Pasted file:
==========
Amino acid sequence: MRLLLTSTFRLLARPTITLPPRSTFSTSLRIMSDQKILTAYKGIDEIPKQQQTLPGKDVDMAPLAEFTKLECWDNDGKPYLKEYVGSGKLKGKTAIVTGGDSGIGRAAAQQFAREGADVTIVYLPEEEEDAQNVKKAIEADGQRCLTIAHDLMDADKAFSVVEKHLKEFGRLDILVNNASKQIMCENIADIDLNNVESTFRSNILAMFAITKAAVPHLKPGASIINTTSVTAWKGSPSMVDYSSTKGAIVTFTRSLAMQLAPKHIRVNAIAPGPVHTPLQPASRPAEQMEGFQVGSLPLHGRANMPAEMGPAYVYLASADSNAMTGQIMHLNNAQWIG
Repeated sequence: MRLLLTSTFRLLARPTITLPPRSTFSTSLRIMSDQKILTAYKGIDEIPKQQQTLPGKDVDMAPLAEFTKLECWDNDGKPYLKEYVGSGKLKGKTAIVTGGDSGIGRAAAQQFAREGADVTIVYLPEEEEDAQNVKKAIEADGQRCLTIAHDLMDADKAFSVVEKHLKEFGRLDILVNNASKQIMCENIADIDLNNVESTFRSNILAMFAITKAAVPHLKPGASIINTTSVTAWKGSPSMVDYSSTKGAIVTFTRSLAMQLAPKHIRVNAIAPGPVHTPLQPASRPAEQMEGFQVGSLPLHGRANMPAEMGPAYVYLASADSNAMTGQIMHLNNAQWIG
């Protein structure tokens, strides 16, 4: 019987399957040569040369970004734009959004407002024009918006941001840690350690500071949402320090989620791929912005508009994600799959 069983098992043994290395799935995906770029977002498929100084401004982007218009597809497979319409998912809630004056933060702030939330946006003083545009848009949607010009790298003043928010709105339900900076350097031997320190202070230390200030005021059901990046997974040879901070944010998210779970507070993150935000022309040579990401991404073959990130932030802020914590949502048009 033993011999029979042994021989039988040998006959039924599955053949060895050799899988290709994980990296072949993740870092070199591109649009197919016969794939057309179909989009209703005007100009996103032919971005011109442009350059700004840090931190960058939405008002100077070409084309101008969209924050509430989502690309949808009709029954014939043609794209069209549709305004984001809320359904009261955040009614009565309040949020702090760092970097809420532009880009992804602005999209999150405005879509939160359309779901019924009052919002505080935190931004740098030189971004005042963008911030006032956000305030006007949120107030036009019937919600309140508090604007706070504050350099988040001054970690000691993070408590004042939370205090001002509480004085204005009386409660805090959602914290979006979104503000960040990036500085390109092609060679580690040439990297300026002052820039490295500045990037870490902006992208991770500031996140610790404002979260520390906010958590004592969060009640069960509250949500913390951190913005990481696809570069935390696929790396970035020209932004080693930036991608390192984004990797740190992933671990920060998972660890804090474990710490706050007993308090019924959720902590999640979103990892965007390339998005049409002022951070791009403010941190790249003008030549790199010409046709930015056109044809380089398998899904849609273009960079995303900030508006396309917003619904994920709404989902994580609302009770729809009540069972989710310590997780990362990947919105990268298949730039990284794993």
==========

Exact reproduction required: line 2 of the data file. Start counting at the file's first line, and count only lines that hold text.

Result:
Repeated sequence: MRLLLTSTFRLLARPTITLPPRSTFSTSLRIMSDQKILTAYKGIDEIPKQQQTLPGKDVDMAPLAEFTKLECWDNDGKPYLKEYVGSGKLKGKTAIVTGGDSGIGRAAAQQFAREGADVTIVYLPEEEEDAQNVKKAIEADGQRCLTIAHDLMDADKAFSVVEKHLKEFGRLDILVNNASKQIMCENIADIDLNNVESTFRSNILAMFAITKAAVPHLKPGASIINTTSVTAWKGSPSMVDYSSTKGAIVTFTRSLAMQLAPKHIRVNAIAPGPVHTPLQPASRPAEQMEGFQVGSLPLHGRANMPAEMGPAYVYLASADSNAMTGQIMHLNNAQWIG